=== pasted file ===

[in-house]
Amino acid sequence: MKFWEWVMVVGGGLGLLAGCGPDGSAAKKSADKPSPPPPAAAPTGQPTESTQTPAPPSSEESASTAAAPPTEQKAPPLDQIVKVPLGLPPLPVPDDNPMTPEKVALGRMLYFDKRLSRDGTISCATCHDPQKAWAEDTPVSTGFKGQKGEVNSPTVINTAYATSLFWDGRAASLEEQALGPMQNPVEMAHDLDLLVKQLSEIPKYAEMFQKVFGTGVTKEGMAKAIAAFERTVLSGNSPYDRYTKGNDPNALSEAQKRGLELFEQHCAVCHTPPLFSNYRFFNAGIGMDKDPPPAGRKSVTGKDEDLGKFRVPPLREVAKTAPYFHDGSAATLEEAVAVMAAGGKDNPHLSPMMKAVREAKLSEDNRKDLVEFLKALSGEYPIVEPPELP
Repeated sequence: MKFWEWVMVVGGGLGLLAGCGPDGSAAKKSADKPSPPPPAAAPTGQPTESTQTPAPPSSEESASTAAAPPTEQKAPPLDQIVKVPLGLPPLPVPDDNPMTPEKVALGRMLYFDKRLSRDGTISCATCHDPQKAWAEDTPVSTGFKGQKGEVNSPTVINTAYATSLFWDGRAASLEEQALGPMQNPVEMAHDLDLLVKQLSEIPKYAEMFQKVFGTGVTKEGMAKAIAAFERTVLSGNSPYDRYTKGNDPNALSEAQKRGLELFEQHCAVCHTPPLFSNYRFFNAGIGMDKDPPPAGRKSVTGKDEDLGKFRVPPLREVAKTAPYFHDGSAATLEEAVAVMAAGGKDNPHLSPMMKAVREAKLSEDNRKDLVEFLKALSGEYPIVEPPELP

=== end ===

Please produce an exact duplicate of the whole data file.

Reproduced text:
[in-house]
Amino acid sequence: MKFWEWVMVVGGGLGLLAGCGPDGSAAKKSADKPSPPPPAAAPTGQPTESTQTPAPPSSEESASTAAAPPTEQKAPPLDQIVKVPLGLPPLPVPDDNPMTPEKVALGRMLYFDKRLSRDGTISCATCHDPQKAWAEDTPVSTGFKGQKGEVNSPTVINTAYATSLFWDGRAASLEEQALGPMQNPVEMAHDLDLLVKQLSEIPKYAEMFQKVFGTGVTKEGMAKAIAAFERTVLSGNSPYDRYTKGNDPNALSEAQKRGLELFEQHCAVCHTPPLFSNYRFFNAGIGMDKDPPPAGRKSVTGKDEDLGKFRVPPLREVAKTAPYFHDGSAATLEEAVAVMAAGGKDNPHLSPMMKAVREAKLSEDNRKDLVEFLKALSGEYPIVEPPELP
Repeated sequence: MKFWEWVMVVGGGLGLLAGCGPDGSAAKKSADKPSPPPPAAAPTGQPTESTQTPAPPSSEESASTAAAPPTEQKAPPLDQIVKVPLGLPPLPVPDDNPMTPEKVALGRMLYFDKRLSRDGTISCATCHDPQKAWAEDTPVSTGFKGQKGEVNSPTVINTAYATSLFWDGRAASLEEQALGPMQNPVEMAHDLDLLVKQLSEIPKYAEMFQKVFGTGVTKEGMAKAIAAFERTVLSGNSPYDRYTKGNDPNALSEAQKRGLELFEQHCAVCHTPPLFSNYRFFNAGIGMDKDPPPAGRKSVTGKDEDLGKFRVPPLREVAKTAPYFHDGSAATLEEAVAVMAAGGKDNPHLSPMMKAVREAKLSEDNRKDLVEFLKALSGEYPIVEPPELP